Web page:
The world’s biggest electronic payment system PayPal has started operating in Russian rubles, making internet purchases and money transfers easier for about a million Russians. Last year the volume of transactions in the country surpassed $1 billion.
As of September 17, users in Russia can now connect with the 164
million buyers and sellers on the eBay international auction
site. The move will benefit Russian retailers who view the
introduction as a positive market mover and testimony to the
growth the e-commerce market has already achieved.
The PayPal deal also gives Russians more security in their online
shopping, as it acts as an insurer for eBay. Whether the
seller is a fraud or the product gets lost in the mail, PayPal
returns money to the buyer.
PayPal has been available in Russia for two years, but has been somewhat of a conundrum as all of the money transactions were limited to US accounts. Despite the limitation, the volume of PayPal transactions by Russians amounted to $1 billion in 2012, according to John Donahoe, president of eBay, which has owned PayPal since 2002.
Trade-wise, the start of ruble operations via PayPal will mean much easier access to eBay, the world's largest online marketplace. But analysts fear PayPal could flop in Russia, as competition among internet payment systems in the country is already pretty tough.
“Service isn’t likely to reach the same levels as it did in
the West. The highly competitive market in Russia already has
many big players,” said Sergei Bludov, the board chairman of
Russian payment system ‘Leader’, told the BBC.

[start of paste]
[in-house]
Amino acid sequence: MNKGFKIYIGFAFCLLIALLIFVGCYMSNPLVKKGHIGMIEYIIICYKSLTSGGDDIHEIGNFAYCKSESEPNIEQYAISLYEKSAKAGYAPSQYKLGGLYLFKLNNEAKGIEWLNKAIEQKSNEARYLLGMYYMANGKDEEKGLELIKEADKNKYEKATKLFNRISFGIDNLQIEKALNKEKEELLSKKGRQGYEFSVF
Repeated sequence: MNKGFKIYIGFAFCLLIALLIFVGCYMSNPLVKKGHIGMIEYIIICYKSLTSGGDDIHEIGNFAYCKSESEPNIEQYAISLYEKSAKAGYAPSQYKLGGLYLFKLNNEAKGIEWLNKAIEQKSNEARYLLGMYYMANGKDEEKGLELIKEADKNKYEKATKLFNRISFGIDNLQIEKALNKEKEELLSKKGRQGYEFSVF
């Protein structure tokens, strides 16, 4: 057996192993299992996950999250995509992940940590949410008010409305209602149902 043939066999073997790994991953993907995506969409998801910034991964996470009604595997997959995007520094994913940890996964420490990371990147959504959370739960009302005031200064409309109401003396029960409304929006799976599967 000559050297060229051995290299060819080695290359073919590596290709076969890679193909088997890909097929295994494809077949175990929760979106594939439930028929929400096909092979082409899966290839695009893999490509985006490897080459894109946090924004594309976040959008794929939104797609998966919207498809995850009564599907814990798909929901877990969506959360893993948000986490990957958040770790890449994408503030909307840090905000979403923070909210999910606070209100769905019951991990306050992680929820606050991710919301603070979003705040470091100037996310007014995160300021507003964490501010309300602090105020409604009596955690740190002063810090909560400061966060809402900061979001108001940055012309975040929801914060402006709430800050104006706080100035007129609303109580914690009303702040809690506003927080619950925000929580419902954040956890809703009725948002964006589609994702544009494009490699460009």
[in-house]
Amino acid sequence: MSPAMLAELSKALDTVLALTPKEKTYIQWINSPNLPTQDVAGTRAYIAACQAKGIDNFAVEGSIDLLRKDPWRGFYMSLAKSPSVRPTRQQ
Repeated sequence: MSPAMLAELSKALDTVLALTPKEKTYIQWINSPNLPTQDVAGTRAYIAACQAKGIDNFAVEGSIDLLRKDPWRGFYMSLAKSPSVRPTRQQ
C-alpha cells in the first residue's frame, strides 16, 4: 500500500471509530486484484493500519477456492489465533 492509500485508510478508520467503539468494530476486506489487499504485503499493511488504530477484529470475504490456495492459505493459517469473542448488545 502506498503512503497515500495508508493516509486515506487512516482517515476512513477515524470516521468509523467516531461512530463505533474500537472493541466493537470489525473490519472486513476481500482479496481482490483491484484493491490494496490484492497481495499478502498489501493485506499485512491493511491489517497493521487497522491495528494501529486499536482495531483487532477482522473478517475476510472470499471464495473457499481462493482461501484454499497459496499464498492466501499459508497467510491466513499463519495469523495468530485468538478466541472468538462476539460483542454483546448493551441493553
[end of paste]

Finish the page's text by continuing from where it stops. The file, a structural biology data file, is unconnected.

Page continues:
The current leaders are Yandex.Money that holds 15 percent of market share, and Webmoney with its 10 percent share. PayPal currently accounts for 6 percent of Russian e-commerce, according to 2012 research by analytic firm TNS.
Bludov added, however, that PayPal could fill a niche for money
transfers, as it can be used not only for online shopping, but
for wiring funds internationally.
PayPal, and other e-commerce companies, have recently increased
their profile in Russia to meet the lucrative domestic and
international online shopping demand. Domestic online
retail is growing at 27 percent per year, and though it is
expected to slow in the next five years, is still seen adding
at least 14 percent yearly.
Russian e-commerce will triple in volume by 2015 to $36 billion, up from $12 billion in 2012, Morgan Stanley forecasts. In 2012 online retail accounted for only 1.9 percent of the country’s total retail industry ($670 billion).
The market is fresh, as 48 percent of Russian internet shoppers
started making purchases online in the last two years.
Internet purchases will make up 4.5 percent of all retail sales
by 2015, according Morgan Stanley’s estimates.
Before entering the increasingly profitable Russian e-commerce
market, PayPal had to acquire a special license from the Central Bank of
Russia, which it received last May.
PayPal planned on entering the Russian market as early as 2011,
but faced many setbacks including the Russian law that required
all online payment platforms to have a non-credit banking
institution license from Russia’s Central Bank (CBR). These
licenses usually cost a company slightly under $600,000 (18
million rubles) transfers to and from Russian